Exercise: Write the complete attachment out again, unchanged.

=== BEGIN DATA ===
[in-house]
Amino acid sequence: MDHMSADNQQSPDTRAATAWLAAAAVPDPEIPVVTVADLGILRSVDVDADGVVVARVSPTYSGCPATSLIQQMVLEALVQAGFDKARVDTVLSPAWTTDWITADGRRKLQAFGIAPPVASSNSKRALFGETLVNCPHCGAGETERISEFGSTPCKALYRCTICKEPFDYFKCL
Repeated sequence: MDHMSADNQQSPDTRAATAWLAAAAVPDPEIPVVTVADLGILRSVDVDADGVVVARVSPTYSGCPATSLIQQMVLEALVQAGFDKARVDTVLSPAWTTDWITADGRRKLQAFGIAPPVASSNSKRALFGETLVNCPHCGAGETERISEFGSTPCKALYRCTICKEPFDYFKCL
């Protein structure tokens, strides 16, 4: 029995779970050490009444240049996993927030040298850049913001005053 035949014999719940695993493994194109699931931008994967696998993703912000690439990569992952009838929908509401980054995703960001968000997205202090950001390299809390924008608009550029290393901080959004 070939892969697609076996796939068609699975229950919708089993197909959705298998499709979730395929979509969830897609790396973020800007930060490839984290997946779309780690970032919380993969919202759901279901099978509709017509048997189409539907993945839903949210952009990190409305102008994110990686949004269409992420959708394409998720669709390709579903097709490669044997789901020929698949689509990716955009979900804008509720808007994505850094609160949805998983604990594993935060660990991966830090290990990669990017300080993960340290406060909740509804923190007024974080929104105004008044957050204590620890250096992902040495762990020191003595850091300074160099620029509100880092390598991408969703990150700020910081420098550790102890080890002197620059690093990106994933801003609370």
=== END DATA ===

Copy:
[in-house]
Amino acid sequence: MDHMSADNQQSPDTRAATAWLAAAAVPDPEIPVVTVADLGILRSVDVDADGVVVARVSPTYSGCPATSLIQQMVLEALVQAGFDKARVDTVLSPAWTTDWITADGRRKLQAFGIAPPVASSNSKRALFGETLVNCPHCGAGETERISEFGSTPCKALYRCTICKEPFDYFKCL
Repeated sequence: MDHMSADNQQSPDTRAATAWLAAAAVPDPEIPVVTVADLGILRSVDVDADGVVVARVSPTYSGCPATSLIQQMVLEALVQAGFDKARVDTVLSPAWTTDWITADGRRKLQAFGIAPPVASSNSKRALFGETLVNCPHCGAGETERISEFGSTPCKALYRCTICKEPFDYFKCL
């Protein structure tokens, strides 16, 4: 029995779970050490009444240049996993927030040298850049913001005053 035949014999719940695993493994194109699931931008994967696998993703912000690439990569992952009838929908509401980054995703960001968000997205202090950001390299809390924008608009550029290393901080959004 070939892969697609076996796939068609699975229950919708089993197909959705298998499709979730395929979509969830897609790396973020800007930060490839984290997946779309780690970032919380993969919202759901279901099978509709017509048997189409539907993945839903949210952009990190409305102008994110990686949004269409992420959708394409998720669709390709579903097709490669044997789901020929698949689509990716955009979900804008509720808007994505850094609160949805998983604990594993935060660990991966830090290990990669990017300080993960340290406060909740509804923190007024974080929104105004008044957050204590620890250096992902040495762990020191003595850091300074160099620029509100880092390598991408969703990150700020910081420098550790102890080890002197620059690093990106994933801003609370």